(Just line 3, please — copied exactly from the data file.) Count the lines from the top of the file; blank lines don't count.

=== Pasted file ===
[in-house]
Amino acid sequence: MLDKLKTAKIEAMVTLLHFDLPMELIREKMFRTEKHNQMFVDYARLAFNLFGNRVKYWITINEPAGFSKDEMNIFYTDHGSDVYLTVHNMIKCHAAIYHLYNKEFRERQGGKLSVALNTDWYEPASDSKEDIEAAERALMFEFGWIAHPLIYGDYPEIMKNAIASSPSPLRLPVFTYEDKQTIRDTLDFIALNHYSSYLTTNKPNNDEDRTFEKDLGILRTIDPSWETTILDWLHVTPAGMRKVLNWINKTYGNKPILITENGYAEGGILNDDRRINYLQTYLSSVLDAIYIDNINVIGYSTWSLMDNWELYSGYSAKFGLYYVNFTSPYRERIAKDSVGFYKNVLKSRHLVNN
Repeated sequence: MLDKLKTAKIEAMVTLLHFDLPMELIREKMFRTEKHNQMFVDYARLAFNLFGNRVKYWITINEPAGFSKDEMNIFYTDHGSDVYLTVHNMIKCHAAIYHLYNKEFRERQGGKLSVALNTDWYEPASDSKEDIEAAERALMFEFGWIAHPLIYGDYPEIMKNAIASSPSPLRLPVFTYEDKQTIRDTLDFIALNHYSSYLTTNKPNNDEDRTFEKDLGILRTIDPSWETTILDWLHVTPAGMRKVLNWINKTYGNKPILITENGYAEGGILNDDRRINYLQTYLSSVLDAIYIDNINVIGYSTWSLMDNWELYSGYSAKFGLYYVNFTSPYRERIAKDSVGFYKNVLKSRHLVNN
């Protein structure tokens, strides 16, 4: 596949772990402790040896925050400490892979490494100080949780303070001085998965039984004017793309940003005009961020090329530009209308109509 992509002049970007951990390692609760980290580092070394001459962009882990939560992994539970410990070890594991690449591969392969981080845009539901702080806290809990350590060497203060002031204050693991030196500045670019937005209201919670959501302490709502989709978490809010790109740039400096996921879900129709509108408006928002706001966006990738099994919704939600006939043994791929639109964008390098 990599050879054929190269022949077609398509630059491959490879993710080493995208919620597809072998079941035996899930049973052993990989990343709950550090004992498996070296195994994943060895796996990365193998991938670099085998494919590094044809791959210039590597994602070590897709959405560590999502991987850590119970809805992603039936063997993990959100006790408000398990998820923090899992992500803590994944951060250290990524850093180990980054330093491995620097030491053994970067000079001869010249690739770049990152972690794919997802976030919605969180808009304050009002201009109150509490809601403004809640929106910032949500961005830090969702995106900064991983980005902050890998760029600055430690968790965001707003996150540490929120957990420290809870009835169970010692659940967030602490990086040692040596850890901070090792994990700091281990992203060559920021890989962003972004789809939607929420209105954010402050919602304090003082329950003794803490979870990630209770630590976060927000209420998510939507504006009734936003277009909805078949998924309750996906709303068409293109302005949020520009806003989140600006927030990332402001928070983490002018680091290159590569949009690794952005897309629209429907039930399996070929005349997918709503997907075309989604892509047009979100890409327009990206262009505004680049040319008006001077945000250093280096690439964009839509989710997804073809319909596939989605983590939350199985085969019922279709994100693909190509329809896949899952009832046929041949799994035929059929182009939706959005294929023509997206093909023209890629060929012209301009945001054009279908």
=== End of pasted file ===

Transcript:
Repeated sequence: MLDKLKTAKIEAMVTLLHFDLPMELIREKMFRTEKHNQMFVDYARLAFNLFGNRVKYWITINEPAGFSKDEMNIFYTDHGSDVYLTVHNMIKCHAAIYHLYNKEFRERQGGKLSVALNTDWYEPASDSKEDIEAAERALMFEFGWIAHPLIYGDYPEIMKNAIASSPSPLRLPVFTYEDKQTIRDTLDFIALNHYSSYLTTNKPNNDEDRTFEKDLGILRTIDPSWETTILDWLHVTPAGMRKVLNWINKTYGNKPILITENGYAEGGILNDDRRINYLQTYLSSVLDAIYIDNINVIGYSTWSLMDNWELYSGYSAKFGLYYVNFTSPYRERIAKDSVGFYKNVLKSRHLVNN